Civilians, Into the Breach

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U.S. troops watching their supplies arrive via airdrop in Afghanistan

I am encouraged recently to see that community-based, civilian clinicians want to be prepared to meet the mental health needs of returning veterans and their families. One great example is the extraordinary response to a free on-line educational series From the War Zone to the Home Front: Supporting the Mental Health Needs of Veterans and Families.  The series is a timely example of clinicians’ hunger for education on identifying and treating the “invisible wounds of war.”

The series is presented by the Red Sox Foundation and Massachusetts General Hospital Home Base Program in collaboration with the U.S. Department of Veterans Affairs’ National Center for PTSD.  More than 4,500 clinicians representing all 50 states and 10 countries are participating in the War Zone to the Home Front series. It is both live with real time Q/A — and then archived so clinicians can watch at their convenience. (The series began February 23 and continues every Thursday through May 24).

From the War Zone to the Home Front is aimed at primary care and community mental health providers, nurses, social workers, college and university health professionals, employee assistance programs, clergy and other first responders.  That’s exactly the right audience because while most of our military service members and veterans will receive their care at the Department of Defense and Veterans Affairs, approximately 50% will seek medical care outside the VA healthcare system.  Clearly, there is a role here for the civilian medical community to play.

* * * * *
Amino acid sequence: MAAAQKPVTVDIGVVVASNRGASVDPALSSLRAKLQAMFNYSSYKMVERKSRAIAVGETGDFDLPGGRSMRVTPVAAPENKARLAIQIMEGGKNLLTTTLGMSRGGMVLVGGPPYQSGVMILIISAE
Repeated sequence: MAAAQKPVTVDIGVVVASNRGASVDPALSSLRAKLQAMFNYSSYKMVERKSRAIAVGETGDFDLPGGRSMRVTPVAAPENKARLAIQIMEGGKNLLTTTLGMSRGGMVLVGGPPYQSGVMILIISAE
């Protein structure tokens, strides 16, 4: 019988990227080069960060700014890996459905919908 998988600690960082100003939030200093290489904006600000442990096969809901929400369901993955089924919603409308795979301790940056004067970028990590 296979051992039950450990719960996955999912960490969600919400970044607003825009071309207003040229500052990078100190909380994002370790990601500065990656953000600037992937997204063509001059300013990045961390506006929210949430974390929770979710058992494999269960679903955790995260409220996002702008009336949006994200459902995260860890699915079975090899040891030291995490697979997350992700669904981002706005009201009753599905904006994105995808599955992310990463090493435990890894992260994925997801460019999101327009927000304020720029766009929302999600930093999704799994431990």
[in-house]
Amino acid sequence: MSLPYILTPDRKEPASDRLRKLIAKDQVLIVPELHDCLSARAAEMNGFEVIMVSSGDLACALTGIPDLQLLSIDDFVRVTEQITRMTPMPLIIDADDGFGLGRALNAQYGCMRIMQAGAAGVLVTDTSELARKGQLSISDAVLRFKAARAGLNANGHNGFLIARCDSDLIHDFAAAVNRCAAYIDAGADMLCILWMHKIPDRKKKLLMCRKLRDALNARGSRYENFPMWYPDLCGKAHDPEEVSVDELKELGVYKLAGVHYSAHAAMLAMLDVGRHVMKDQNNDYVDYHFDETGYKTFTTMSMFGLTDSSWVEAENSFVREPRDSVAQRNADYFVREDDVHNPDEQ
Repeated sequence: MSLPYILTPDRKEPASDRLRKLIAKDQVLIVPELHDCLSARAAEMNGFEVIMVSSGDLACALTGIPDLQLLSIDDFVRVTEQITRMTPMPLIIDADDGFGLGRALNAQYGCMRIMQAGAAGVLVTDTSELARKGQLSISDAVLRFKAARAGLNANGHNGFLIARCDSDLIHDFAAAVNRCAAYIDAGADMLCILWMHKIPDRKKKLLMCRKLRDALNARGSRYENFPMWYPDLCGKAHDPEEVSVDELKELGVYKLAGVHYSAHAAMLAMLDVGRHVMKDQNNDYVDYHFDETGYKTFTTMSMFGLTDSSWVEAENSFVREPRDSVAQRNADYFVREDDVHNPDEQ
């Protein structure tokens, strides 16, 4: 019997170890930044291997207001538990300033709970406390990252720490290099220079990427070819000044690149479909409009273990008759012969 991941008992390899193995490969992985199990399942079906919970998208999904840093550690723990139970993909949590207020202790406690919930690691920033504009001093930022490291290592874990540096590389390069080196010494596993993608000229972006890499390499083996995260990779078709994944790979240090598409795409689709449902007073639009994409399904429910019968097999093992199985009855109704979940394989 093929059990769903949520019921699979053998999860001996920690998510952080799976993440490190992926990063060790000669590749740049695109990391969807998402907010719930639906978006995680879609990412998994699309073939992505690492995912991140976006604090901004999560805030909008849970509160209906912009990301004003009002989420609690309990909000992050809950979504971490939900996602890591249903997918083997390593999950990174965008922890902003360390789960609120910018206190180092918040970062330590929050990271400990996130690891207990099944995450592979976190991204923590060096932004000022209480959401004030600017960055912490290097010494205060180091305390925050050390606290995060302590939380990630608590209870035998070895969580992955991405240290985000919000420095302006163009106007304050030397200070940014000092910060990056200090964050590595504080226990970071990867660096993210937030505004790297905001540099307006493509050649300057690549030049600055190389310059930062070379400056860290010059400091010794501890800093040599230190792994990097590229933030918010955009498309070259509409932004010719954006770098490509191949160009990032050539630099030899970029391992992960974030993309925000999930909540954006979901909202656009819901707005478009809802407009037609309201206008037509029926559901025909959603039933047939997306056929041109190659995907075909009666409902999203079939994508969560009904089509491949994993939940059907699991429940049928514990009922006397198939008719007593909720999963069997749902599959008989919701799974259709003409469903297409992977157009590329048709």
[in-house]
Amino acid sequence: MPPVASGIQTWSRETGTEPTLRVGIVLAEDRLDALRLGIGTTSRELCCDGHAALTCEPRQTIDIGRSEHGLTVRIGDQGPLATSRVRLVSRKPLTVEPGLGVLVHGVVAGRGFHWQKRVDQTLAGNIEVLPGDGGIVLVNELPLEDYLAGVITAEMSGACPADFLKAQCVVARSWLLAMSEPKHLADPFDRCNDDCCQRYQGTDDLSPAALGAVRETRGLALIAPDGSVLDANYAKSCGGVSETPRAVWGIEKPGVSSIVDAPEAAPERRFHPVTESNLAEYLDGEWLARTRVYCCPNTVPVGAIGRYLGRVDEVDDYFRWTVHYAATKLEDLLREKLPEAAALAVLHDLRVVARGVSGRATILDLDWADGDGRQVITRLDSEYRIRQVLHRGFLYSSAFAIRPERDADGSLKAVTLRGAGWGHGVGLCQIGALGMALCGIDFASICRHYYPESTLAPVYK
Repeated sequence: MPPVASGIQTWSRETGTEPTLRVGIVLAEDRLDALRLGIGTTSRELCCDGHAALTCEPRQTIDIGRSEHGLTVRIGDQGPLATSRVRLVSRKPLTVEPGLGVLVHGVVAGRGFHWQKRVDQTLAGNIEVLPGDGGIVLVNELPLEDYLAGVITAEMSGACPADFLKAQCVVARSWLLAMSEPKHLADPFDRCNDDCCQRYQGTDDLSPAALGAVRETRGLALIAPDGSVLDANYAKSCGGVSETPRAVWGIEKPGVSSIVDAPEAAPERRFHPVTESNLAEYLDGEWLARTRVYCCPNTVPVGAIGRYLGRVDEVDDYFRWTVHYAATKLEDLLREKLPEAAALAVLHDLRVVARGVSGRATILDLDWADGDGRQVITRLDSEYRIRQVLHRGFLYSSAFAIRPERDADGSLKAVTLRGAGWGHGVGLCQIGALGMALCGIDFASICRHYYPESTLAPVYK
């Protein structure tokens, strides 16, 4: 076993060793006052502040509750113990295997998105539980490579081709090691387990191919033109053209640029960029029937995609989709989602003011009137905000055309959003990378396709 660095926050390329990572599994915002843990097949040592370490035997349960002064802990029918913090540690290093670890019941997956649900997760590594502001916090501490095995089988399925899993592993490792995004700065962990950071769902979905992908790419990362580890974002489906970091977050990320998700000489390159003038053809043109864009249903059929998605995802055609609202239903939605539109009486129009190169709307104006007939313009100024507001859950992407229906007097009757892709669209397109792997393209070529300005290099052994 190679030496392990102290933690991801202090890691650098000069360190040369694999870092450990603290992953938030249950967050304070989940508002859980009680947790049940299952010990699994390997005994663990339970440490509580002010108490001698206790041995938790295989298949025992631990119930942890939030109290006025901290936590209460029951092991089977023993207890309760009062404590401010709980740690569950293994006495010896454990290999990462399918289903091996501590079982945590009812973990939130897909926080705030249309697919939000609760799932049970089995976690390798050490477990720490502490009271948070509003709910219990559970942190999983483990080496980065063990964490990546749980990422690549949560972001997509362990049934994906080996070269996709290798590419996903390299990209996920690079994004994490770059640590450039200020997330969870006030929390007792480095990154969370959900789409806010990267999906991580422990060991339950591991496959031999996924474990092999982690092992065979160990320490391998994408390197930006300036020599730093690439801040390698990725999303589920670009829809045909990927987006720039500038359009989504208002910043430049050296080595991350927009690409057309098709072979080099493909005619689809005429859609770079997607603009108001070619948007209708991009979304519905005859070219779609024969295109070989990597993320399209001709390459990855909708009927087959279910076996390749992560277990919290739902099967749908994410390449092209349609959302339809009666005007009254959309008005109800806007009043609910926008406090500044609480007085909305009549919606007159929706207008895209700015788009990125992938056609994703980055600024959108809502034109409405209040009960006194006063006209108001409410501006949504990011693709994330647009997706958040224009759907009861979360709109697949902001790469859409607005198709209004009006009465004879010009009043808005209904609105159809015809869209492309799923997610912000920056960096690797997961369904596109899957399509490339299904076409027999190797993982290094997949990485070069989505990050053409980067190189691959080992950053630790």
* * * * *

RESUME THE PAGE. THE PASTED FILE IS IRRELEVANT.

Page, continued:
There are a lot of things that are right about the War Zone to the Home Front  series.

— First, the content, which is wide-ranging and informative, is pitched directly to the community clinician.

— Second, the faculty; all are nationally-known clinical and military experts affiliated with Massachusetts General Hospital and the Home Base Program, the U.S. Dept. of Veterans Affairs, UCLA, Duke University, Boston University and Emory University.

— Third, the price. The series is free, and as a community service, Mass General Hospital and Home Base are offering continuing medical education and continuing education credits to all participants at no cost. That’s a good thing, because most community mental health providers can’t afford to pay huge sums for this kind of education.

The Home Base Program and the VA National Center for PTSD should be applauded for stepping outside the box and helping to fill this enormous need.

To see a full description of the weekly sessions, a complete list of faculty, and to register for the series, visit the War Zone to the Home Front.